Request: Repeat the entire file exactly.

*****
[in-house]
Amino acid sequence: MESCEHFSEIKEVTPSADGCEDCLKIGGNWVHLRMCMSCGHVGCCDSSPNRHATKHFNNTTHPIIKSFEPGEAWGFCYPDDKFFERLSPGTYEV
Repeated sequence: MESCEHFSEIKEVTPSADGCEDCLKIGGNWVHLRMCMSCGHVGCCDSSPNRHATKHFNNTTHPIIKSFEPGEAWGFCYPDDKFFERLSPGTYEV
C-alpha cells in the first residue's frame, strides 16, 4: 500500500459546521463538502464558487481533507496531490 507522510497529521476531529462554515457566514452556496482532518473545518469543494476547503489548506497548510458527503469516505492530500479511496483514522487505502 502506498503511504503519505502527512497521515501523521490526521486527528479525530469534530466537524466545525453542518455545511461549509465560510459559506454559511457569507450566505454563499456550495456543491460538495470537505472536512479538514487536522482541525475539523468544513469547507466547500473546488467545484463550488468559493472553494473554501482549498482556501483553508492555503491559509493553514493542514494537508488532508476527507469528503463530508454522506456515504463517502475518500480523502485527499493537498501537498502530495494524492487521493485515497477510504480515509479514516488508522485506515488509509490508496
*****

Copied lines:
[in-house]
Amino acid sequence: MESCEHFSEIKEVTPSADGCEDCLKIGGNWVHLRMCMSCGHVGCCDSSPNRHATKHFNNTTHPIIKSFEPGEAWGFCYPDDKFFERLSPGTYEV
Repeated sequence: MESCEHFSEIKEVTPSADGCEDCLKIGGNWVHLRMCMSCGHVGCCDSSPNRHATKHFNNTTHPIIKSFEPGEAWGFCYPDDKFFERLSPGTYEV
C-alpha cells in the first residue's frame, strides 16, 4: 500500500459546521463538502464558487481533507496531490 507522510497529521476531529462554515457566514452556496482532518473545518469543494476547503489548506497548510458527503469516505492530500479511496483514522487505502 502506498503511504503519505502527512497521515501523521490526521486527528479525530469534530466537524466545525453542518455545511461549509465560510459559506454559511457569507450566505454563499456550495456543491460538495470537505472536512479538514487536522482541525475539523468544513469547507466547500473546488467545484463550488468559493472553494473554501482549498482556501483553508492555503491559509493553514493542514494537508488532508476527507469528503463530508454522506456515504463517502475518500480523502485527499493537498501537498502530495494524492487521493485515497477510504480515509479514516488508522485506515488509509490508496